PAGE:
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Epidemiology, risk factors and outcomes of invasive aspergillosis in solid organ transplant recipients in the Swiss Transplant Cohort Study


Neofytos, D; Chatzis, O; Nasioudis, D; Boely Janke, E; Doco Lecompte, T; Garzoni, C; Berger, C; Cussini, A; Boggian, K; Khanna, N; Manuel, O; Mueller, N J; van Delden, C; Swiss Transplant Cohort Study, (2018). Epidemiology, risk factors and outcomes of invasive aspergillosis in solid organ transplant recipients in the Swiss Transplant Cohort Study. Transplant Infectious Disease, 20(4):e12898.

Abstract

BACKGROUND There is lack of recent multicenter epidemiological data on invasive aspergillosis (IA) among solid organ transplant recipient (SOTr) in the mold-acting antifungal era. We describe the epidemiology and outcomes of IA in a contemporary cohort of SOTr using the Swiss Transplant Cohort Study. METHODS All consecutive SOTr with proven or probable IA between 01.05.2008 and 31.12.2014 were included. A case-control study to identify IA predictors was performed: 1-case was matched with 3-controls based on SOT type, transplant center, and time post-SOT. RESULTS Among 2868 SOTr, 70 (2.4%) patients were diagnosed with proven (N: 30/70, 42.9%) or probable (N: 40/70, 57.1%) IA. The incidence of IA was 8.3%, 7.1%, 2.6%, 1.3%, and 1.2% in lung, heart, combined, kidney, and liver transplant recipients, respectively, Galactomannan immunoassay was positive in 1/3 of patients tested. Only 33/63 (52.4%) of patients presented with typical pulmonary radiographic findings. Predictors of IA included: renal insufficiency, re-operation, and bacterial and viral infections. 12-week mortality was higher in liver (85.7%, 6/7) compared to other (15.9%, 10/63; P < .001) SOTr. CONCLUSIONS Invasive aspergillosis remains a rare complication post-SOT, with atypical radiographic presentations and low positivity rates of biomarkers posing significant diagnostic challenges. Although overall mortality has decreased in SOTr, it remains high in liver SOTr.

Abstract

BACKGROUND There is lack of recent multicenter epidemiological data on invasive aspergillosis (IA) among solid organ transplant recipient (SOTr) in the mold-acting antifungal era. We describe the epidemiology and outcomes of IA in a contemporary cohort of SOTr using the Swiss Transplant Cohort Study. METHODS All consecutive SOTr with proven or probable IA between 01.05.2008 and 31.12.2014 were included. A case-control study to identify IA predictors was performed: 1-case was matched with 3-controls based on SOT type, transplant center, and time post-SOT. RESULTS Among 2868 SOTr, 70 (2.4%) patients were diagnosed with proven (N: 30/70, 42.9%) or probable (N: 40/70, 57.1%) IA. The incidence of IA was 8.3%, 7.1%, 2.6%, 1.3%, and 1.2% in lung, heart, combined, kidney, and liver transplant recipients, respectively, Galactomannan immunoassay was positive in 1/3 of patients tested. Only 33/63 (52.4%) of patients presented with typical pulmonary radiographic findings. Predictors of IA included: renal insufficiency, re-operation, and bacterial and viral infections. 12-week mortality was higher in liver (85.7%, 6/7) compared to other (15.9%, 10/63; P < .001) SOTr. CONCLUSIONS Invasive aspergillosis remains a rare complication post-SOT, with atypical radiographic presentations and low positivity rates of biomarkers posing significant diagnostic challenges. Although overall mortality has decreased in SOTr, it remains high in liver SOTr.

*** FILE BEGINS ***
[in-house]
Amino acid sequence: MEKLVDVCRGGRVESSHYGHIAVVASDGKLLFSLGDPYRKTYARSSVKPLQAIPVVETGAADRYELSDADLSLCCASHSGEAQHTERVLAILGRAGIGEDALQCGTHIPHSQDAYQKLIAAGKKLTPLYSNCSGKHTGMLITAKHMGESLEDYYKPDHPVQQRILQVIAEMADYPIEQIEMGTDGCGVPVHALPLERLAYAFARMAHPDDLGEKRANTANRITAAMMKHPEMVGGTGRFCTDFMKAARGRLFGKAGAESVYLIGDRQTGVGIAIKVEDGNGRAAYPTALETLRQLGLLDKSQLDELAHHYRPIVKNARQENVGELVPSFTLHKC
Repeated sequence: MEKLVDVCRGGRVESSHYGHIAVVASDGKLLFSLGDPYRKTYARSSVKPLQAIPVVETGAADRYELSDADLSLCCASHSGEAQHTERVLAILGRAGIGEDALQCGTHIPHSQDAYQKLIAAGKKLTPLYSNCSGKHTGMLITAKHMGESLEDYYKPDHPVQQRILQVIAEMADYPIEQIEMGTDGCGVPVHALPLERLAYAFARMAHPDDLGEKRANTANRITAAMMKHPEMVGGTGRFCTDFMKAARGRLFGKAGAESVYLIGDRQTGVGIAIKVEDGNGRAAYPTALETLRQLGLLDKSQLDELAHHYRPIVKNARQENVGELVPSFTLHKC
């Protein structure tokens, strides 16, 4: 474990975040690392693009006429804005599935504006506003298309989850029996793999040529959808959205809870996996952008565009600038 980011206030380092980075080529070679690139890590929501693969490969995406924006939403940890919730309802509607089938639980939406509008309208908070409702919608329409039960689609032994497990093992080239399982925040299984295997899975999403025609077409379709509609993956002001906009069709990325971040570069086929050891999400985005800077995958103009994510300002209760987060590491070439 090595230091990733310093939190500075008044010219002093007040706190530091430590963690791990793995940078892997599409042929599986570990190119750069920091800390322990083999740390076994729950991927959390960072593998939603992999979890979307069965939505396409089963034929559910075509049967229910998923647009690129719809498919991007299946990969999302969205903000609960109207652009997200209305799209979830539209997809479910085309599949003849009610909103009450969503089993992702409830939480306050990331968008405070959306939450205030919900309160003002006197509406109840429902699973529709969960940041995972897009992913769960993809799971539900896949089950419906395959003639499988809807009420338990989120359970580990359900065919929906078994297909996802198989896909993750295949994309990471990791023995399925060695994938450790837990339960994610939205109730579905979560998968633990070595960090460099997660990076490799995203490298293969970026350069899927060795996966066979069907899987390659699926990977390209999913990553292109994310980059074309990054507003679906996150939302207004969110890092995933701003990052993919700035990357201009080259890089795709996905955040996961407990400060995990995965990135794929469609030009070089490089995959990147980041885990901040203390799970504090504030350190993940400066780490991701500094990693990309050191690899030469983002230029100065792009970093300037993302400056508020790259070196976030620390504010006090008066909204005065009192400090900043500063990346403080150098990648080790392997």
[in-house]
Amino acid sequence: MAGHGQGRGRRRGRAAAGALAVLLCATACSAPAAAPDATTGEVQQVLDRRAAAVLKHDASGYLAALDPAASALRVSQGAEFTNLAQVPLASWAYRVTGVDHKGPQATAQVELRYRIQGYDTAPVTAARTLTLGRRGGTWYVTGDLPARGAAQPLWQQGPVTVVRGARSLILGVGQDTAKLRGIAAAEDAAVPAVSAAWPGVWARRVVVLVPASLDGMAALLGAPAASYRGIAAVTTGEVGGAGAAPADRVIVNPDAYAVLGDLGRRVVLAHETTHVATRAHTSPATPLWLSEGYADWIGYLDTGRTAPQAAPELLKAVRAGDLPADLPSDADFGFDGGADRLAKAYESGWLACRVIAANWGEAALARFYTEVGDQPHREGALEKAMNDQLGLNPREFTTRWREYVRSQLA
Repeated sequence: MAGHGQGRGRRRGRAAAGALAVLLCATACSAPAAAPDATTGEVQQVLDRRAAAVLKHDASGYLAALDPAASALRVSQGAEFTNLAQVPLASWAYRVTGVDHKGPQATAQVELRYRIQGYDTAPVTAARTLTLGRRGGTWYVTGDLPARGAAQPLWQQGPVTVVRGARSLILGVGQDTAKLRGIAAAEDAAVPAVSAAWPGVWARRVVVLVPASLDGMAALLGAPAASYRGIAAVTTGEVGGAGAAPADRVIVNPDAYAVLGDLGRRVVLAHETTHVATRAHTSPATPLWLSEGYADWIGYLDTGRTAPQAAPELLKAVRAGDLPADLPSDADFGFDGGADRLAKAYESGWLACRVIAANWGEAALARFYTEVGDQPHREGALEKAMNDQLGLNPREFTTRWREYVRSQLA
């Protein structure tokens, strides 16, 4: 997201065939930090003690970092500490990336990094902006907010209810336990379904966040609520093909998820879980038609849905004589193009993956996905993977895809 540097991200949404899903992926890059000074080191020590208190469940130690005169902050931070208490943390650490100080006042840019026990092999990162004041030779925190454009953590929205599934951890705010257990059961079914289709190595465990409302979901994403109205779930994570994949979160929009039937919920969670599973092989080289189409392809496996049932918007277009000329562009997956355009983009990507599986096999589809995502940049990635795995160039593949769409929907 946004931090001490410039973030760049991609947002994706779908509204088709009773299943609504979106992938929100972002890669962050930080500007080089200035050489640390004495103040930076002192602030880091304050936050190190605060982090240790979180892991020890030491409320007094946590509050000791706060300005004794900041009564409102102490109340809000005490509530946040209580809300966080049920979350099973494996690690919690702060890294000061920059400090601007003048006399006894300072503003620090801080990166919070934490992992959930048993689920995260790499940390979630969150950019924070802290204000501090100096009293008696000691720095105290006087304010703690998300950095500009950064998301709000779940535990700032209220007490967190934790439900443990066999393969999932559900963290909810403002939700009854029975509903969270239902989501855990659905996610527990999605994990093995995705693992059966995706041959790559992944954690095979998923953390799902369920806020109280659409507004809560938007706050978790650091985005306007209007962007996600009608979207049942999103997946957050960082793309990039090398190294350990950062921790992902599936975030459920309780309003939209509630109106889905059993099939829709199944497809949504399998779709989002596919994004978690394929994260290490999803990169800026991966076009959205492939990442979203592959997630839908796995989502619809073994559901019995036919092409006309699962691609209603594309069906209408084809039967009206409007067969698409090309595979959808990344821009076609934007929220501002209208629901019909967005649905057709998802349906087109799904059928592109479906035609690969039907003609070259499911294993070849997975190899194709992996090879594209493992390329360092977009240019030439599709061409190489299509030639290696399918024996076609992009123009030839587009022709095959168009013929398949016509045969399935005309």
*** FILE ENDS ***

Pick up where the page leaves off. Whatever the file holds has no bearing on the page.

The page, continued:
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Item Type:Journal Article, refereed, original work
Communities & Collections:04 Faculty of Medicine > University Children's Hospital Zurich > Medical Clinic
04 Faculty of Medicine > University Hospital Zurich > Clinic for Pneumology
04 Faculty of Medicine > University Hospital Zurich > Clinic for Cardiology
04 Faculty of Medicine > University Hospital Zurich > Clinic for Gastroenterology and Hepatology
04 Faculty of Medicine > University Hospital Zurich > Clinic for Infectious Diseases
Dewey Decimal Classification:610 Medicine & health
Uncontrolled Keywords:Transplantation, Infectious Diseases
Language:English
Date:18 April 2018
Deposited On:05 Jun 2018 13:19
Last Modified:24 Sep 2019 23:30
Publisher:Wiley-Blackwell Publishing, Inc.
ISSN:1398-2273
OA Status:Closed
Free access at:Publisher DOI. An embargo period may apply.
Publisher DOI:https://doi.org/10.1111/tid.12898
PubMed ID:29668068

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